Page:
FIG. 1A discloses the general form of a single stage of Shift Register Latch (SRL) which consists of two latches L1 and L2. In shift mode (or scan mode) operation, the scan data comes into L1 and leaves from L2. System data inputs also come into L1 of the SRL during the function mode operation. System outputs may be taken from either L1 or L2.
System data inputs can be more general than depicted by the Polarity Hold Shift Register Latch of FIG. 1A.
As is fully explained in U.S. Pat. No. 3,783,254, the system data latch may be a Set-Reset Shift Register Latch as depicted in FIG. 1C. In all cases, the system data inputs must be controlled by system clock inputs such that when the system clock is "off", the system data inputs cannot change the state of the L1 latch.
A Stable Shift Register Latch (SSRL) is composed of an SRL and a third latch L3 as shown in the dotted box of FIG. 1A. The Stable latch L3 is used to provide stable system output that will not change during scan.
Ramifications such as this one and the set-reset SRL are peripheral to the central fact that that SRL contains a second elementary latch which it is my object to eliminate.
Referring to FIGS. 1A, 1B and 1C the A-shift clock is used to clock the scan-in data into latch L1. The B-shift clock is used to clock the L1 data into L2. The "P" clock of FIG. 1A is used to clock the data in latch L1 into the Stable L3 latch when it is used.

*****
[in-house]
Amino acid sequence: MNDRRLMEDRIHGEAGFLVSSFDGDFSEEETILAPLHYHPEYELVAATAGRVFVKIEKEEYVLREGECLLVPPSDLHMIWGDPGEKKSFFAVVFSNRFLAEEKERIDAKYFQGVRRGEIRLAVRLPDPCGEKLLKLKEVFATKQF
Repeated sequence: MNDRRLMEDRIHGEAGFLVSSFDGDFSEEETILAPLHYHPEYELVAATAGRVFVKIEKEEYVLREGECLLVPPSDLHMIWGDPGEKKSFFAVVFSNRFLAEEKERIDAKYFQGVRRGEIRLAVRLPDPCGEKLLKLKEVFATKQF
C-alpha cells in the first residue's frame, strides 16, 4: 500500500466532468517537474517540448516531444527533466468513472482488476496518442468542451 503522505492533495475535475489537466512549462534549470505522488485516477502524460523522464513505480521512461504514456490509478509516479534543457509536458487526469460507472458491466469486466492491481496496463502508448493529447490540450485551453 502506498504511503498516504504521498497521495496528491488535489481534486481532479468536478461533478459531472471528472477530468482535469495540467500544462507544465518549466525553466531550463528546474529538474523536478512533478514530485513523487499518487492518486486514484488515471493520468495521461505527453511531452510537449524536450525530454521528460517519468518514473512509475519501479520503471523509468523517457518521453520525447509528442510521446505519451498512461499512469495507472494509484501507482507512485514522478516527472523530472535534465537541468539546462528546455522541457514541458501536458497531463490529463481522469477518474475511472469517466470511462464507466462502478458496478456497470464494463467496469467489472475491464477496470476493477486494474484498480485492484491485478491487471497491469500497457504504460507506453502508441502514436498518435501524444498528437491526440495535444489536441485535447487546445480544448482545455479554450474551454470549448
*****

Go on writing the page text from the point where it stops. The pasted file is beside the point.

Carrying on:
FIG. 1D is a block diagram of one form of a clocked dc latch implemented in AND Invert gates which may be employed in an LSSD logic system of the general type depicted in FIG. 1B. The dc latch depicted in FIG. 1D corresponds identically to the dc latch shown in FIG. 3 (and described) in U.S. Pat. No. 3,783,254.
FIG. 1E is a circuit diagram of a latch performing the inverse of the same function as the one shown in FIG. 1D. The latch circuit depicted in FIG. 1E corresponds identically to the latch circuit shown in FIG. 4 (and described) in U.S. Pat. No. 3,783,254. A similar block diagram to FIG. 1D may be found for the clocked set-reset latch of FIG. 1C in FIG. 6 of U.S. Pat. No. 3,783,254.
FIG. 1F is a block diagram of a clocked shift register latch (SRL) latch configuration, having provision for scan-in/scan-out which may be employed in the generalized LSSD logic system depicted in FIG. 1B. The latch configuration of FIG. 1F corresponds identically to latch configuration shown in FIG. 9 (and described) in U.S. Pat. No. 3,783,254.
In FIG. 1B, the general structure is of a two clock design. The SRL cells are shown as latch pairs (L1 and L2) with the appropriate clocking and data inputs. The blocks denoted by N1 and N2 corresponds to arbitrary combinatorial networks. In general, the clock C1 gates signals generated in N1, and the clock C2 gates signals generated in N2, into the appropriate latches.
Reference is made to the generalized LSSD logic system of FIG. 1B which is in accordance with the invention disclosed and claimed in U.S. Pat. No. 3,783,254.
To give a clearer picture of the system circuitry involved and to facilitate an understanding of applicant's invention, reference is made to the prior art circuitry depicted in FIGS. 1A through 1F. In particular, reference is made to FIGS. 1A and 1B. As shown, an LSSD implementation calls for an L2 latch to be associated with every system latch L1. All system latches are thus rendered into SRL's (shift register latches) and may hence be connected, in one or more strings, to form the desired auxiliary shift data path(s) in the manner more fully disclosed and discussed in U.S. Pat. No. 3,783,254.